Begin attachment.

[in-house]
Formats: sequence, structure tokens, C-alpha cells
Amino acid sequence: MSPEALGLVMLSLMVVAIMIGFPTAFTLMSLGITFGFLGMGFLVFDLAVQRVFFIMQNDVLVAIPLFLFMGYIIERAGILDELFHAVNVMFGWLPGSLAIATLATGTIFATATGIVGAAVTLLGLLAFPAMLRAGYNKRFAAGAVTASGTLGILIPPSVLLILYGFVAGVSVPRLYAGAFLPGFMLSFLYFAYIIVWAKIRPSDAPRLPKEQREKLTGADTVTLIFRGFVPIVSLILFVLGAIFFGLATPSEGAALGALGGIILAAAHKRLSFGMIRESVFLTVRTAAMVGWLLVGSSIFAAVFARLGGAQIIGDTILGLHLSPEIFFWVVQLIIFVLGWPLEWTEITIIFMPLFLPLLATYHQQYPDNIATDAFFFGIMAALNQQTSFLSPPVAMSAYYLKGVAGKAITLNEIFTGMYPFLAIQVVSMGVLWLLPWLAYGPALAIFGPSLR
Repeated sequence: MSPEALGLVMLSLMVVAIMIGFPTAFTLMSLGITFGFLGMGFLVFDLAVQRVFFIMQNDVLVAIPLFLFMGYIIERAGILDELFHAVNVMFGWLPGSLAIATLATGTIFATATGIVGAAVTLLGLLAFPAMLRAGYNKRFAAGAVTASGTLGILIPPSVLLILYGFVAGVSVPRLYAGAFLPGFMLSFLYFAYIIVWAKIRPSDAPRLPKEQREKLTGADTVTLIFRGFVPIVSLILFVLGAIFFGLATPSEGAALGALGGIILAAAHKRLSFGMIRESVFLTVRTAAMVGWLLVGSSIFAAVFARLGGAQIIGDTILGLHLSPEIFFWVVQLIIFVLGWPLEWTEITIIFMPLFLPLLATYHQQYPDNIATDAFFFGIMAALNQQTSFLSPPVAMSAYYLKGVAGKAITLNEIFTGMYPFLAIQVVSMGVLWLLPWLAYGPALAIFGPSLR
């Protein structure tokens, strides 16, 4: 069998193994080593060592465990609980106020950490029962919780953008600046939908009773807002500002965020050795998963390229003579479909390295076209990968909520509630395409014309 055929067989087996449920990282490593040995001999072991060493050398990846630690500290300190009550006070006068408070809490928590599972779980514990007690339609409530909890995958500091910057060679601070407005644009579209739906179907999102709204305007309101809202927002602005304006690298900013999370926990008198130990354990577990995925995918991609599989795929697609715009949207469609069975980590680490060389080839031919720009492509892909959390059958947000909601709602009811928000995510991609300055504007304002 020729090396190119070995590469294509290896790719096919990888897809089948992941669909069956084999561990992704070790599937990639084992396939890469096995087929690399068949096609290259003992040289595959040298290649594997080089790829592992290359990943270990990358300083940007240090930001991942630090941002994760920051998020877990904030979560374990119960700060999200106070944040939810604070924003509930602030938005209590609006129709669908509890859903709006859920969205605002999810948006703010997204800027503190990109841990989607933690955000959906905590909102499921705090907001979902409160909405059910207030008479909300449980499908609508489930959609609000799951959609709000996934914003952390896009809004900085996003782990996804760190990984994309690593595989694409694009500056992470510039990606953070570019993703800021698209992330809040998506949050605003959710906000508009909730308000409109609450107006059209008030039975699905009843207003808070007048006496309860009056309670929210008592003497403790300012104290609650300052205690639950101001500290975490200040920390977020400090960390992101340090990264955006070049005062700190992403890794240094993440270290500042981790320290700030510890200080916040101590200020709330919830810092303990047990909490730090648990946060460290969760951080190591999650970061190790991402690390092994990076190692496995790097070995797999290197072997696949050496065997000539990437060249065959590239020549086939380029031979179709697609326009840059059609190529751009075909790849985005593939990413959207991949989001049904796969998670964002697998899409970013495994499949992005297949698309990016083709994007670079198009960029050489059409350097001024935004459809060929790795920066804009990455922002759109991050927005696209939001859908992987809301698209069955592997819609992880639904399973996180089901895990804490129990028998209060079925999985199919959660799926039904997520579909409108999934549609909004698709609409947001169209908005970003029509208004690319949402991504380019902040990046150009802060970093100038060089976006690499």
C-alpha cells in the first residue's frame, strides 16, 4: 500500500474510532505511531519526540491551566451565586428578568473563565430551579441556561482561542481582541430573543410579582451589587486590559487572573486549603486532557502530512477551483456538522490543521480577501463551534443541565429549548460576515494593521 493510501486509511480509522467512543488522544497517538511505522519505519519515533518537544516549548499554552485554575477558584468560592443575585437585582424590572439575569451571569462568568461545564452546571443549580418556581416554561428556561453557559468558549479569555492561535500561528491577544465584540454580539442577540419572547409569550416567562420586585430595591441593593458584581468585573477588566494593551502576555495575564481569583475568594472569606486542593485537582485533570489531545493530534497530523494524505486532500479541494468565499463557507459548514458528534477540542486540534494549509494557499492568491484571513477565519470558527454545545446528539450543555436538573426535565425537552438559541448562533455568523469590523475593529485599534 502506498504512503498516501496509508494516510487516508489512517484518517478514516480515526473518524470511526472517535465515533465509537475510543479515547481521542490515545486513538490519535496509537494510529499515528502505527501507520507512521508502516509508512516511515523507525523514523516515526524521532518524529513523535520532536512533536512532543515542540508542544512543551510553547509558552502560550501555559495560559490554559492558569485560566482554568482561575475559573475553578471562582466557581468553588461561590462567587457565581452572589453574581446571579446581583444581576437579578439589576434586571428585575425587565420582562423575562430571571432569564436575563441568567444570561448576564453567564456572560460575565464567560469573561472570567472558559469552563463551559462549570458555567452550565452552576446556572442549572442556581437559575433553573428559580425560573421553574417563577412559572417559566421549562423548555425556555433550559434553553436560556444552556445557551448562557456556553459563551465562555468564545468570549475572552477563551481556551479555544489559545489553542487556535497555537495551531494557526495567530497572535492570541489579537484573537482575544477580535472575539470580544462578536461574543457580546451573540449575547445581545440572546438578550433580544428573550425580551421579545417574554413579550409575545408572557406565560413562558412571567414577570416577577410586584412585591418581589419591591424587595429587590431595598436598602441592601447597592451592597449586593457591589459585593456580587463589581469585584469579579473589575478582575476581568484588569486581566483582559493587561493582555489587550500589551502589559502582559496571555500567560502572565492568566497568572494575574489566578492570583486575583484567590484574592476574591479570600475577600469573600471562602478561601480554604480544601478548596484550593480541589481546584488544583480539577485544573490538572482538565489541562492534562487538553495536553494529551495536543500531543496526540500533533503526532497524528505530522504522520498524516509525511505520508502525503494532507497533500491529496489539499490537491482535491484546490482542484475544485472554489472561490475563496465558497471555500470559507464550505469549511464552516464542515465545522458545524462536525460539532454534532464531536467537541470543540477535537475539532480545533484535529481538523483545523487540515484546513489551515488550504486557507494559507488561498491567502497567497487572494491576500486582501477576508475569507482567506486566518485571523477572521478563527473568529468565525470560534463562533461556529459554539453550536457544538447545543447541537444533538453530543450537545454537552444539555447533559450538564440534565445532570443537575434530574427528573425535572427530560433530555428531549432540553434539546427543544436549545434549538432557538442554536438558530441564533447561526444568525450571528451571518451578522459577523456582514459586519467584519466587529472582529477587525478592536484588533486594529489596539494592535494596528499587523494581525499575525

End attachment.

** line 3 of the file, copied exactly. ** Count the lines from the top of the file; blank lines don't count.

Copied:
Amino acid sequence: MSPEALGLVMLSLMVVAIMIGFPTAFTLMSLGITFGFLGMGFLVFDLAVQRVFFIMQNDVLVAIPLFLFMGYIIERAGILDELFHAVNVMFGWLPGSLAIATLATGTIFATATGIVGAAVTLLGLLAFPAMLRAGYNKRFAAGAVTASGTLGILIPPSVLLILYGFVAGVSVPRLYAGAFLPGFMLSFLYFAYIIVWAKIRPSDAPRLPKEQREKLTGADTVTLIFRGFVPIVSLILFVLGAIFFGLATPSEGAALGALGGIILAAAHKRLSFGMIRESVFLTVRTAAMVGWLLVGSSIFAAVFARLGGAQIIGDTILGLHLSPEIFFWVVQLIIFVLGWPLEWTEITIIFMPLFLPLLATYHQQYPDNIATDAFFFGIMAALNQQTSFLSPPVAMSAYYLKGVAGKAITLNEIFTGMYPFLAIQVVSMGVLWLLPWLAYGPALAIFGPSLR